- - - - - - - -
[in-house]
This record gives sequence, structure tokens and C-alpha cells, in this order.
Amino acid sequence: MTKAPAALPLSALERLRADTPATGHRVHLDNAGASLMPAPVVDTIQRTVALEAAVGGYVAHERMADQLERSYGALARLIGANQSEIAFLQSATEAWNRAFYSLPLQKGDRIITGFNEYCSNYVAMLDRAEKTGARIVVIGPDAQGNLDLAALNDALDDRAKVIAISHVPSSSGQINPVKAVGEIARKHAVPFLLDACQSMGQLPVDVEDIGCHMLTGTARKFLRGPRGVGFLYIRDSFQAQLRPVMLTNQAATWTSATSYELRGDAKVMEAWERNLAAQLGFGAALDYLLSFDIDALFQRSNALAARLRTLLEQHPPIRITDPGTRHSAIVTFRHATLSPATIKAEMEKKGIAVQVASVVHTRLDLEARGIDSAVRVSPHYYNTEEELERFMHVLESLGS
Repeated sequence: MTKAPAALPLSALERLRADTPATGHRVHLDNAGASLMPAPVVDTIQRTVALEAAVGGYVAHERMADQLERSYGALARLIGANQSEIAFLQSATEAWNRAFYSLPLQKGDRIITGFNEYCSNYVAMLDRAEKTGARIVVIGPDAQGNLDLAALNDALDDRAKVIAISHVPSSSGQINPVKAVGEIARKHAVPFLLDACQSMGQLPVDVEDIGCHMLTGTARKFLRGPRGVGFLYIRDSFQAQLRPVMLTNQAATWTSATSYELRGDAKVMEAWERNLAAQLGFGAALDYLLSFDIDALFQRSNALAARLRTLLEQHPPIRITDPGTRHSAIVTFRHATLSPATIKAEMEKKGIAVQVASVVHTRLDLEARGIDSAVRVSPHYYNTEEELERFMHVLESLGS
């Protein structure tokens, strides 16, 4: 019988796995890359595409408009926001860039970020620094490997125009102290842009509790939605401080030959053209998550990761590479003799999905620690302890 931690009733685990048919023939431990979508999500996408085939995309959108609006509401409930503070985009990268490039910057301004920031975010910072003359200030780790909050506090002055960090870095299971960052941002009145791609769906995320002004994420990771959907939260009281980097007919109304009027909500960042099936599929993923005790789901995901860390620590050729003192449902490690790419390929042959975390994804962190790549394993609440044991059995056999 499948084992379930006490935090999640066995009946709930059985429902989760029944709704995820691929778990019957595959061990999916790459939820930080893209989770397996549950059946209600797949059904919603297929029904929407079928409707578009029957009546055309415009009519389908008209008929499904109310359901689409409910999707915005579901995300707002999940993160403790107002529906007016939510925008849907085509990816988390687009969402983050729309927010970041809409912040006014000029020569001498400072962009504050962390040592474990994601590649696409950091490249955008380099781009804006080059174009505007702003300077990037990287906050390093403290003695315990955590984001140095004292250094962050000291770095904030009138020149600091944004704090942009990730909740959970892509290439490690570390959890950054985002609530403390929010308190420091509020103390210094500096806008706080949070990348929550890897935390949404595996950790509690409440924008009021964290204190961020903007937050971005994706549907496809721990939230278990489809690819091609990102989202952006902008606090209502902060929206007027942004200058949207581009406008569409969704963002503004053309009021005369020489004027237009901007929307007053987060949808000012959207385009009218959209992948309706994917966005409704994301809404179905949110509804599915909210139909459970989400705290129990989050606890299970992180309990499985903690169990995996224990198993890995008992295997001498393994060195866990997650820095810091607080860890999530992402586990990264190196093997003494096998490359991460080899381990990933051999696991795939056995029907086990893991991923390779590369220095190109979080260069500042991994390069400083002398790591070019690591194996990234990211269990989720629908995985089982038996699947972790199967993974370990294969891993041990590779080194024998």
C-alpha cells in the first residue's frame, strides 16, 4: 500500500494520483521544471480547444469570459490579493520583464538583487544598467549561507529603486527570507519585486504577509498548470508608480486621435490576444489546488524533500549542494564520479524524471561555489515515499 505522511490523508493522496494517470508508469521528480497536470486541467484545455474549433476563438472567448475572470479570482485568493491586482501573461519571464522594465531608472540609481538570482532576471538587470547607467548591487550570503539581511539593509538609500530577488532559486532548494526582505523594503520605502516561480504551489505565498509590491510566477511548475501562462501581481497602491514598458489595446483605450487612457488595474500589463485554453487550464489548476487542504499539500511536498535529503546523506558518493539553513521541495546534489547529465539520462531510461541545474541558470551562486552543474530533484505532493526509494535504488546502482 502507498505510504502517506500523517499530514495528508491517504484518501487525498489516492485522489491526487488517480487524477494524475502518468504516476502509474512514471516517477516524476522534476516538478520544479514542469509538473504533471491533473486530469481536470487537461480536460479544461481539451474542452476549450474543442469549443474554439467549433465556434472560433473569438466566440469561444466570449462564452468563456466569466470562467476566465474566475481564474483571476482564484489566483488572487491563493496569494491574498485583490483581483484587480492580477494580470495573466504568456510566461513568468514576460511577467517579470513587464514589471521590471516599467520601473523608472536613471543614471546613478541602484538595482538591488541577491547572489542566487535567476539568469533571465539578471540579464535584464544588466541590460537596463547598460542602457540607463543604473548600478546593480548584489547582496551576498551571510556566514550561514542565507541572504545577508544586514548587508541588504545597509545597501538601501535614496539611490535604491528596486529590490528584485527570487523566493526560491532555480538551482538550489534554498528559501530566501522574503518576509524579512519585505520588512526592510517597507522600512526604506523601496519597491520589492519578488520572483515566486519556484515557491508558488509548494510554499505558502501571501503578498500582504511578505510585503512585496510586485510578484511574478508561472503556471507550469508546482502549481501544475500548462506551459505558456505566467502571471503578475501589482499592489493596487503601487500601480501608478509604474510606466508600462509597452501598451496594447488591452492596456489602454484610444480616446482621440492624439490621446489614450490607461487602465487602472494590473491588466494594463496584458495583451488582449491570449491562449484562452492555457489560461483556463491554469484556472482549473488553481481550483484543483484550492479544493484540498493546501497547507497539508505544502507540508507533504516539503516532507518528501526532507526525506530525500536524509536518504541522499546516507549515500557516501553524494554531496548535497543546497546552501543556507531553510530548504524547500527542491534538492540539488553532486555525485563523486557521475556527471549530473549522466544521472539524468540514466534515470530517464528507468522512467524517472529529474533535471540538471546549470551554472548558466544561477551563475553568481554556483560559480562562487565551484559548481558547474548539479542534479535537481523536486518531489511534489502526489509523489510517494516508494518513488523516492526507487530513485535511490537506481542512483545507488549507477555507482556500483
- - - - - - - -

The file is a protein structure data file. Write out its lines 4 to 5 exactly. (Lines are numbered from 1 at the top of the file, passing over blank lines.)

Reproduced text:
Repeated sequence: MTKAPAALPLSALERLRADTPATGHRVHLDNAGASLMPAPVVDTIQRTVALEAAVGGYVAHERMADQLERSYGALARLIGANQSEIAFLQSATEAWNRAFYSLPLQKGDRIITGFNEYCSNYVAMLDRAEKTGARIVVIGPDAQGNLDLAALNDALDDRAKVIAISHVPSSSGQINPVKAVGEIARKHAVPFLLDACQSMGQLPVDVEDIGCHMLTGTARKFLRGPRGVGFLYIRDSFQAQLRPVMLTNQAATWTSATSYELRGDAKVMEAWERNLAAQLGFGAALDYLLSFDIDALFQRSNALAARLRTLLEQHPPIRITDPGTRHSAIVTFRHATLSPATIKAEMEKKGIAVQVASVVHTRLDLEARGIDSAVRVSPHYYNTEEELERFMHVLESLGS
């Protein structure tokens, strides 16, 4: 019988796995890359595409408009926001860039970020620094490997125009102290842009509790939605401080030959053209998550990761590479003799999905620690302890 931690009733685990048919023939431990979508999500996408085939995309959108609006509401409930503070985009990268490039910057301004920031975010910072003359200030780790909050506090002055960090870095299971960052941002009145791609769906995320002004994420990771959907939260009281980097007919109304009027909500960042099936599929993923005790789901995901860390620590050729003192449902490690790419390929042959975390994804962190790549394993609440044991059995056999 499948084992379930006490935090999640066995009946709930059985429902989760029944709704995820691929778990019957595959061990999916790459939820930080893209989770397996549950059946209600797949059904919603297929029904929407079928409707578009029957009546055309415009009519389908008209008929499904109310359901689409409910999707915005579901995300707002999940993160403790107002529906007016939510925008849907085509990816988390687009969402983050729309927010970041809409912040006014000029020569001498400072962009504050962390040592474990994601590649696409950091490249955008380099781009804006080059174009505007702003300077990037990287906050390093403290003695315990955590984001140095004292250094962050000291770095904030009138020149600091944004704090942009990730909740959970892509290439490690570390959890950054985002609530403390929010308190420091509020103390210094500096806008706080949070990348929550890897935390949404595996950790509690409440924008009021964290204190961020903007937050971005994706549907496809721990939230278990489809690819091609990102989202952006902008606090209502902060929206007027942004200058949207581009406008569409969704963002503004053309009021005369020489004027237009901007929307007053987060949808000012959207385009009218959209992948309706994917966005409704994301809404179905949110509804599915909210139909459970989400705290129990989050606890299970992180309990499985903690169990995996224990198993890995008992295997001498393994060195866990997650820095810091607080860890999530992402586990990264190196093997003494096998490359991460080899381990990933051999696991795939056995029907086990893991991923390779590369220095190109979080260069500042991994390069400083002398790591070019690591194996990234990211269990989720629908995985089982038996699947972790199967993974370990294969891993041990590779080194024998």